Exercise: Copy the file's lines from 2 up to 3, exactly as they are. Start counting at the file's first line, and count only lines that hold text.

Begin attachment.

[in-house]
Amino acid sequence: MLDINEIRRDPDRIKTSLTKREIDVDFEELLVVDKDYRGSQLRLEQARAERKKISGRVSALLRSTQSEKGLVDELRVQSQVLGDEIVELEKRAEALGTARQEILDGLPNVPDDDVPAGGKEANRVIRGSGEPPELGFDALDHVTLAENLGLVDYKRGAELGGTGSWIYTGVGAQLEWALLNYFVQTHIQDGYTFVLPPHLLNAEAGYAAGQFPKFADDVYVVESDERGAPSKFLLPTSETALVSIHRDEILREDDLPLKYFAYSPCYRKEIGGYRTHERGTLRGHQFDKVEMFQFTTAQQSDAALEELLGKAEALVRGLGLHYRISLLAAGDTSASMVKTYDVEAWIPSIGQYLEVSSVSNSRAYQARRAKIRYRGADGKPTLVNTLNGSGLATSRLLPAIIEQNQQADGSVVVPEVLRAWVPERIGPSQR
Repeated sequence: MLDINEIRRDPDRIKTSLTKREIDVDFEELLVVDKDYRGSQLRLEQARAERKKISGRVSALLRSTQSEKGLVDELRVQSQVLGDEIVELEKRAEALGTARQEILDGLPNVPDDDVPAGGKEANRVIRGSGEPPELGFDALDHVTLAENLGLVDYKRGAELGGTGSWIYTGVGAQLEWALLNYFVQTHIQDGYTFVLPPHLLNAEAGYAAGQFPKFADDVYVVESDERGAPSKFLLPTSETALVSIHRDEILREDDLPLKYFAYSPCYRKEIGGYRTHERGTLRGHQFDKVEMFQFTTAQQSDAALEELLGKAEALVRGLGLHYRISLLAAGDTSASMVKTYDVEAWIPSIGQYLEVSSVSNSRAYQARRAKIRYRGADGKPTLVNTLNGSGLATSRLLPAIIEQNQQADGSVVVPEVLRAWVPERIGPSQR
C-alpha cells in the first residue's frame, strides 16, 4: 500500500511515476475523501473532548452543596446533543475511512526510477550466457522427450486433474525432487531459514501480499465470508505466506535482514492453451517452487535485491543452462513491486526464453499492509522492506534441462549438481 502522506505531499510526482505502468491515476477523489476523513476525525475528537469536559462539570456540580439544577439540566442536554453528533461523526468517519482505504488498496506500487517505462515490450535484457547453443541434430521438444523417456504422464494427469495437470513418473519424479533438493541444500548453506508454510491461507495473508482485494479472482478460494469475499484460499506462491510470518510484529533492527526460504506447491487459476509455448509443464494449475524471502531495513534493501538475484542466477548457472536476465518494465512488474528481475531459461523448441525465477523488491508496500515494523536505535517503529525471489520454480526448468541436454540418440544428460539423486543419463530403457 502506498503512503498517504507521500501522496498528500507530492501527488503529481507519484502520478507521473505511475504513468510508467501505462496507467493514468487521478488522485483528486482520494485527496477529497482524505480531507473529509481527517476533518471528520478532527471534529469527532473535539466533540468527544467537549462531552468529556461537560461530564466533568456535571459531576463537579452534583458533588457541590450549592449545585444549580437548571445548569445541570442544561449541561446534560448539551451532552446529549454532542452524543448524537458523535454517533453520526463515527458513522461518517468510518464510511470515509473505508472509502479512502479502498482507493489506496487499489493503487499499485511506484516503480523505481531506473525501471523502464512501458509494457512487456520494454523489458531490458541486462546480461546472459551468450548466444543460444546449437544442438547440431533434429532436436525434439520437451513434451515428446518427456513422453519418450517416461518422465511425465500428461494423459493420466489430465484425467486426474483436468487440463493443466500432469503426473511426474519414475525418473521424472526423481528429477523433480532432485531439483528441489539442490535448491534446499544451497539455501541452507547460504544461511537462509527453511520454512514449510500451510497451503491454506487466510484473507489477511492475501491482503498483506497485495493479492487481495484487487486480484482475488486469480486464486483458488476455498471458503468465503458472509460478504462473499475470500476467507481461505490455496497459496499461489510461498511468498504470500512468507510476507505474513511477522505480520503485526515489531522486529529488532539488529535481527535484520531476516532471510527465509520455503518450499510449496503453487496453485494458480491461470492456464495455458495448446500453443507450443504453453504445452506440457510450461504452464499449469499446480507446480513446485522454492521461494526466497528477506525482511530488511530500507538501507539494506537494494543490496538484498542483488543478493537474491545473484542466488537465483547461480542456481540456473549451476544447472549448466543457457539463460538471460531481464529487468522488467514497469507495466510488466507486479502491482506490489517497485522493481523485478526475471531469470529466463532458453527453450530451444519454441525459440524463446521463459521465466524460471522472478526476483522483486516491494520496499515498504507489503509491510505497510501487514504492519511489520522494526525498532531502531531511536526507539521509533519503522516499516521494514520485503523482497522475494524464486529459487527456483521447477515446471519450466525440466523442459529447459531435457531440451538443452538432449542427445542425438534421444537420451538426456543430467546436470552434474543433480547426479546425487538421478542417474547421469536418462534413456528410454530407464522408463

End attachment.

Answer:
Amino acid sequence: MLDINEIRRDPDRIKTSLTKREIDVDFEELLVVDKDYRGSQLRLEQARAERKKISGRVSALLRSTQSEKGLVDELRVQSQVLGDEIVELEKRAEALGTARQEILDGLPNVPDDDVPAGGKEANRVIRGSGEPPELGFDALDHVTLAENLGLVDYKRGAELGGTGSWIYTGVGAQLEWALLNYFVQTHIQDGYTFVLPPHLLNAEAGYAAGQFPKFADDVYVVESDERGAPSKFLLPTSETALVSIHRDEILREDDLPLKYFAYSPCYRKEIGGYRTHERGTLRGHQFDKVEMFQFTTAQQSDAALEELLGKAEALVRGLGLHYRISLLAAGDTSASMVKTYDVEAWIPSIGQYLEVSSVSNSRAYQARRAKIRYRGADGKPTLVNTLNGSGLATSRLLPAIIEQNQQADGSVVVPEVLRAWVPERIGPSQR
Repeated sequence: MLDINEIRRDPDRIKTSLTKREIDVDFEELLVVDKDYRGSQLRLEQARAERKKISGRVSALLRSTQSEKGLVDELRVQSQVLGDEIVELEKRAEALGTARQEILDGLPNVPDDDVPAGGKEANRVIRGSGEPPELGFDALDHVTLAENLGLVDYKRGAELGGTGSWIYTGVGAQLEWALLNYFVQTHIQDGYTFVLPPHLLNAEAGYAAGQFPKFADDVYVVESDERGAPSKFLLPTSETALVSIHRDEILREDDLPLKYFAYSPCYRKEIGGYRTHERGTLRGHQFDKVEMFQFTTAQQSDAALEELLGKAEALVRGLGLHYRISLLAAGDTSASMVKTYDVEAWIPSIGQYLEVSSVSNSRAYQARRAKIRYRGADGKPTLVNTLNGSGLATSRLLPAIIEQNQQADGSVVVPEVLRAWVPERIGPSQR